House Democrats Stall on Brownfields
WASHINGTON (AP) _ House Democrats stalled a bill to clean up abandoned industrial waste sites on Monday because it lacked assurances that jobs to be created would be eligible for high wages under a federal labor law.
The Bush administration and most in Congress back the so-called ``brownfields″ legislation to provide $200 million a year for the cleanup of more than 500,000 sites. The legislation also would encourage developers to build on the sites by strengthening protections from lawsuits over contamination.
Democrats are waiting, however, for a letter from the administration that assures the Davis-Bacon Act would apply to state cleanup grants created by the bill, said a spokeswoman for House Democratic Leader Richard Gephardt, D-Mo.
The 1931 Davis-Bacon Act guarantees high wages for workers on federal construction projects.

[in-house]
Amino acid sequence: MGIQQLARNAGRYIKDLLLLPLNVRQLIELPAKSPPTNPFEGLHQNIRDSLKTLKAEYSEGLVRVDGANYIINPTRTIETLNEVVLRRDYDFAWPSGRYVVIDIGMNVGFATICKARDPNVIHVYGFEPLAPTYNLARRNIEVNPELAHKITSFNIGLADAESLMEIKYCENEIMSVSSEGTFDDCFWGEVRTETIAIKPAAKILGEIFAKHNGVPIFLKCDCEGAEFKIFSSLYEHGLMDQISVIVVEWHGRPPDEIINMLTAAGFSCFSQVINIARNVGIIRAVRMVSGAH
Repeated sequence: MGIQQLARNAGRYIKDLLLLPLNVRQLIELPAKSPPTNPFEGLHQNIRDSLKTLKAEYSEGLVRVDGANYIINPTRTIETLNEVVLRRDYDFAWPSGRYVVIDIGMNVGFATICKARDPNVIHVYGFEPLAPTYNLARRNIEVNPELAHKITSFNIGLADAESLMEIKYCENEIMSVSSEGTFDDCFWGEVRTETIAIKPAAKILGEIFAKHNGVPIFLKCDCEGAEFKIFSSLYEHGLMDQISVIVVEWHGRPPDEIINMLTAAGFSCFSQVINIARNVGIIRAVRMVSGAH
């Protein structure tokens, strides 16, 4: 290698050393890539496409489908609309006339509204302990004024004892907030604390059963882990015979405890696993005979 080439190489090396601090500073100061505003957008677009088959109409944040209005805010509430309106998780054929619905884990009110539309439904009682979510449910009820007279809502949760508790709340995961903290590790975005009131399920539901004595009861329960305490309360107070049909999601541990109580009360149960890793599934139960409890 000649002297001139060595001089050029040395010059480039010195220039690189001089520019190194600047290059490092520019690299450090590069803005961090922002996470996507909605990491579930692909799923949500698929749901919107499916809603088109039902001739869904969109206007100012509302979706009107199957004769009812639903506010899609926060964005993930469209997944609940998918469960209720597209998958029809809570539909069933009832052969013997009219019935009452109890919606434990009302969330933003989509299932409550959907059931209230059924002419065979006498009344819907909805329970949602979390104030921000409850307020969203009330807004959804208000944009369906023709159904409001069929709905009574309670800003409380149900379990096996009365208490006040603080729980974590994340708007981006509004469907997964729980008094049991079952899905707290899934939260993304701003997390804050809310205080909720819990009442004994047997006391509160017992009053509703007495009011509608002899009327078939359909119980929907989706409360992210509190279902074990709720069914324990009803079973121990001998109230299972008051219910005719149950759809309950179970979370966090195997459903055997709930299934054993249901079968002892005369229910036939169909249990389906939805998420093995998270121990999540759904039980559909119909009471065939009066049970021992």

A White House spokesman could not be reached immediately for comment.
A new House package on ``brownfields″ was introduced Sept. 10 by Rep. Paul Gillmor, R-Ohio, that combined versions that the Senate and House passed without dissent. A scheduled vote was postponed Monday.
Gephardt and Democratic Reps. John Dingell of Michigan and James Oberstar of Minnesota recently wrote President Bush to ask that the Environmental Protection Agency require the Davis-Bacon Act’s prevailing wage provisions within the new cleanup programs.
The bill is H.R. 2869.
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